Subdivision plan seems less likely

A proposed 22-section residential subdivision at Forrester Heights may not go ahead, even if a parliamentary select committee decision to reclassify reserve land as endowment land is ratified by Parliament.

The Waitaki District Council (WDC) proposed to develop a subdivision on a 5.8ha of land in 2006, ostensibly as a way to fund redevelopment of the Oamaru Opera House, but the project was halted when it was revealed that an administrative error in 1937 had wrongly classified the land as a reserve.

Although consents for the subdivision are in place, and the Local Government and Environment Select Committee agreed last month, as part of its Waitaki District Council Reserves and Other Land Empowering Bill deliberations, that the land was not a reserve, WDC chief executive Mike Ross said no decision on how to treat it would be made until the Bill had a final reading.

"The status of Forrester Heights is the same now is it was some time ago. As far as I am concerned we are still awaiting the passing of the legislation.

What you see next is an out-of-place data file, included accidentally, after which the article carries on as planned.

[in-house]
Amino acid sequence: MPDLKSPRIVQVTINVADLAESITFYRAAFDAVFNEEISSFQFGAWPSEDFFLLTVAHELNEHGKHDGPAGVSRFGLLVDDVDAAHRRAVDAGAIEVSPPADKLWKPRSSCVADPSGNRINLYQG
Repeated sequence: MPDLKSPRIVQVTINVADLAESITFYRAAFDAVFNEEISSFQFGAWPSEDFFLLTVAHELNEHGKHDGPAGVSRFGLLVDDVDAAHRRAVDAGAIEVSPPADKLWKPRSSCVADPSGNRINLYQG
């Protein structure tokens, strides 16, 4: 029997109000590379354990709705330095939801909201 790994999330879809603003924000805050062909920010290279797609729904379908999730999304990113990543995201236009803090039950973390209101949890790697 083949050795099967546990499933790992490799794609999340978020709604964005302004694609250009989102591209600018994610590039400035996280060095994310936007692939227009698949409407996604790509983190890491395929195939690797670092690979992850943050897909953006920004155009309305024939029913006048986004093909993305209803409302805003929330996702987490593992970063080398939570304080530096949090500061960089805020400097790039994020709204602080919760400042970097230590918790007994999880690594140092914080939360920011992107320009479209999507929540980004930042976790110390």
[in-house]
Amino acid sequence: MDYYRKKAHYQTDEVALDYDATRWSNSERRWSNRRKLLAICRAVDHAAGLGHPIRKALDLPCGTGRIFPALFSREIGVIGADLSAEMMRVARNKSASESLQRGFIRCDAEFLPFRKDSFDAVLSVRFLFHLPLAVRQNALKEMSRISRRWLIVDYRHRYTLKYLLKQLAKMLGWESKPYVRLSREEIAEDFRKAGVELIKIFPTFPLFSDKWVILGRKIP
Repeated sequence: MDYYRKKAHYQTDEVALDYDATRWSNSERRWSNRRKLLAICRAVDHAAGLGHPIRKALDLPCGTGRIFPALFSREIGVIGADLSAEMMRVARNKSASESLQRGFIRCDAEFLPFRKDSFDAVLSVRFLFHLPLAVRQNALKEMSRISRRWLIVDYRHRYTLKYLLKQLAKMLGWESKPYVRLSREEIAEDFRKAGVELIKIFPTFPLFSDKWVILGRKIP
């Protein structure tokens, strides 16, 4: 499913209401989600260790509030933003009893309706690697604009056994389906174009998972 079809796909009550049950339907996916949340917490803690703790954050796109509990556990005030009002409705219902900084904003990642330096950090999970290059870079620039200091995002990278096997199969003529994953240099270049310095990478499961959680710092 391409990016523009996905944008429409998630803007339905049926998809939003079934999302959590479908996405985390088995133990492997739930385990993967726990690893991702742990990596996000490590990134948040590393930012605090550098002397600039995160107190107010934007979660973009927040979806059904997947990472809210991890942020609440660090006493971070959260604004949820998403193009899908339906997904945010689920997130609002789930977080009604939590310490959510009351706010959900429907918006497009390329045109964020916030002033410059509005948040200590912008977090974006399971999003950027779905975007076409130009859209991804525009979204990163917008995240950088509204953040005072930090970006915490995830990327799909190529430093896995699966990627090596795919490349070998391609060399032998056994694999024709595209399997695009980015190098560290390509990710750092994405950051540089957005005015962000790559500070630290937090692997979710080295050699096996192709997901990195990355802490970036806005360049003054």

"It's been on hold because of the delays in Government fixing the stuff-up they made so many years ago."

Although Mr Ross said the land was " always supposed to be an endowment in aid of borough funds", he added that the development environment today was "not what it was" in 2005, when the council first considered the development.

"The economy is in a different place, but the council has not made any decisions on this.

"The options are - to do nothing, sell it as one block of land, or consider whether it wishes to develop it itself. But there is no change in status from council's perspective, apart from awaiting the outcome of the correction of the error made back in 1937."

Waitaki Concerned Citizens and Ratepayers Association chairman Warren Crawford said although he still disagreed with the select committee decision, he would not be surprised if the council did not proceed with the subdivision.

Mr Crawford said the subdivision plans would have little support around the council table.

"It should not even be being discussed as a subdivision. It should be planted in trees to stop the erosion and for people to enjoy.

"In our opinion it was planted in trees, and seeing as the select committee has completely ignored that fact, the Government should do away with Arbour Day, because that's when they were planted - 1895 on Arbour Day."

-andrew.ashton@odt.co.nz